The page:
The number of species sold is usually smaller than those for consumption in all product groups [indicating] that the majority of the types of forest products gathered are consumed in the homes.  More valuable things are sold when there is enough of other less valuable products for consumption.  The study has not found any single forest product collected solely for commercial purpose nor is there any single household involved in selling purpose only without using the product themselves.  In addition, there are only small variations in number of species collected for home consumption among different groups of farmers (including those outside the valley).  Comparison between the villagers inside and outside the valley showed the total number of species gathered for sale to be about the same.

 

            Relative to the number of households that participate in gathering forest products (Table 5), Ngamsomsuke et al state:  "More than 80 percent of the households in each group on the average are involved in the consumption and use of forest products.  There are variations among the product groups due to availability and need, but there is little difference among types of people participating (leaders [village headmen, etc.], non-leaders [ordinary villagers], farm-size [large, medium, small, or very small farms], etc.) in terms of the number and types of products used."  This point is illustrated in Thailand Table 6 (authors' Table 2.5, p. 35) which breaks down the "Insects group" in Table 5.  [This doesn't seem to square with the authors' statement (p. 30) that:  "Findings showed that a larger percentage of smaller farmers collected forest products for home consumption and sale.  This confirms RRA finding that the poorer groups have higher dependency on the forest."]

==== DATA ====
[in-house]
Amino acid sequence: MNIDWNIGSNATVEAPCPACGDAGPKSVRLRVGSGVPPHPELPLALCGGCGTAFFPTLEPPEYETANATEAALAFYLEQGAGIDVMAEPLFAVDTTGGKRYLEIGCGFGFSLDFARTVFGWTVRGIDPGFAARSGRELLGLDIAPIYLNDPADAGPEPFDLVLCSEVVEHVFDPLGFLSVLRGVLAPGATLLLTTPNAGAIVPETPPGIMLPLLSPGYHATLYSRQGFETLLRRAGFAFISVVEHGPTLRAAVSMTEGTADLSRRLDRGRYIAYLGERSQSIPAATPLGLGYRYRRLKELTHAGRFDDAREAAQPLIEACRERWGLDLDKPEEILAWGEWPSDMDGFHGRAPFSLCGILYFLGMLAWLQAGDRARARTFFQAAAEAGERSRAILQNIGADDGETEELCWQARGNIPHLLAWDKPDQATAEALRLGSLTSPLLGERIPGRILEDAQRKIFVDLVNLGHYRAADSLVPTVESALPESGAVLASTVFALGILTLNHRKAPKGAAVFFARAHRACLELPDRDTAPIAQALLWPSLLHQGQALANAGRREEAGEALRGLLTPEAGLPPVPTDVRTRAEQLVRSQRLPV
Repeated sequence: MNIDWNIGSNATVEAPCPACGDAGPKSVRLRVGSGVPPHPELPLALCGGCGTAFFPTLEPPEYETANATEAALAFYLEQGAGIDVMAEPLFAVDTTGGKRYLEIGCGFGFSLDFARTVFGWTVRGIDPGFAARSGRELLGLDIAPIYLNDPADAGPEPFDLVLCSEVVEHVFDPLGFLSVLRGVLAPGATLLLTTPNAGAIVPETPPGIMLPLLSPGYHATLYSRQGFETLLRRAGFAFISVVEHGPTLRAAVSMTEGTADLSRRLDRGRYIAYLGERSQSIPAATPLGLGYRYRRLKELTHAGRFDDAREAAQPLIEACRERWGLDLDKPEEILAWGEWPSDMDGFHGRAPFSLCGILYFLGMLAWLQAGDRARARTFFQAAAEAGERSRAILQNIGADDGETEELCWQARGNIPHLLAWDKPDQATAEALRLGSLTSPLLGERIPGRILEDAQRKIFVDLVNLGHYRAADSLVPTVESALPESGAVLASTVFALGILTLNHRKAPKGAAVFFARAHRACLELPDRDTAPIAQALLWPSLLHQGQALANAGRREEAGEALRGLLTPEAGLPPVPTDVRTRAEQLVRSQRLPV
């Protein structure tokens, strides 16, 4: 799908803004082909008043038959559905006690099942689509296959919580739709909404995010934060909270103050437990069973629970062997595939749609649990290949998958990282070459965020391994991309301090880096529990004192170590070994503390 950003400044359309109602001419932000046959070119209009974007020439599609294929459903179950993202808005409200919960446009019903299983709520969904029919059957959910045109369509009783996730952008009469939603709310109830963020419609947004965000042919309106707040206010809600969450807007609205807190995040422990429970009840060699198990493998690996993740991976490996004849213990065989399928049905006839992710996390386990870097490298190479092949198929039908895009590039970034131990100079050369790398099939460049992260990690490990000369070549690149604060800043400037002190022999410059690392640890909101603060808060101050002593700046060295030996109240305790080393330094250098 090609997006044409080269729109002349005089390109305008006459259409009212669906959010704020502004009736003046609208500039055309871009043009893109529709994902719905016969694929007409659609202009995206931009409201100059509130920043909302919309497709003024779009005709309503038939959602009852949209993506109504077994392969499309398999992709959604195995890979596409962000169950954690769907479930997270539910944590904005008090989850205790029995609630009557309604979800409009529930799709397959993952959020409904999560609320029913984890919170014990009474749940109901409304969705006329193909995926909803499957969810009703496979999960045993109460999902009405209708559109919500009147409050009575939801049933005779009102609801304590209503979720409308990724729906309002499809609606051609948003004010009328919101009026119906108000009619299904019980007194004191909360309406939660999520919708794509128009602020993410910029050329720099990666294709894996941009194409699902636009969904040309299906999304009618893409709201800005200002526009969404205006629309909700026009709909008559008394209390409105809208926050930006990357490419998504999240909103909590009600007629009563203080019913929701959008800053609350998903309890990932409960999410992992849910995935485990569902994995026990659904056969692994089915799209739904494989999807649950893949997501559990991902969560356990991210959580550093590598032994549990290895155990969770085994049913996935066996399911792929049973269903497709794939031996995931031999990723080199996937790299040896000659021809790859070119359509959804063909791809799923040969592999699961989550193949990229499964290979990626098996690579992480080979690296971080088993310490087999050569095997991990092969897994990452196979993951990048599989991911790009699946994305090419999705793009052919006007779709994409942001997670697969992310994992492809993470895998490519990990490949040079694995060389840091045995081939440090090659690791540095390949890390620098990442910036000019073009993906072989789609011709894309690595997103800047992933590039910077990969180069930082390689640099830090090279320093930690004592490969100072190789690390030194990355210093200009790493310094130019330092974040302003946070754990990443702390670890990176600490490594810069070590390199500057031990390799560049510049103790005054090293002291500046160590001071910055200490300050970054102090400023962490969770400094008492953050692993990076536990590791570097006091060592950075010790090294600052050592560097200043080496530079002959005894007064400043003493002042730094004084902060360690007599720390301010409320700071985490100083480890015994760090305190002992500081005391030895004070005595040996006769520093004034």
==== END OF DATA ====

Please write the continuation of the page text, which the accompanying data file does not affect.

Ngamsomsuke et al (p. 72) report 28 species of edible insects in the Phu Wiang valley, some of which are reported only by the local name.  At least two species are first reports from Thailand:  a scale insect, Laccifer lacca Kerr, known as krang (Homoptera) and a stink bug, Tesseratoma papillosa, known as maeng kaeng (Hemiptera).  Because of the species reported by local name and differences in spelling of local names from previous reports in some cases and some variance in taxonomic names used, we duplicate the entire list below:

 

Coleoptera:  June beetle (Apogonia spp., maeng ghi-noon; buffalo dung beetle (family Histeridae, maeng gkoot-gchji); rhinoceros beetle (Oryctes rhinoceros, maeng karm); metallic woodborer beetle (Sternocera acquisignata, maeng tup); true water beetle (Cybister limbatus, maeng dtup-dtow).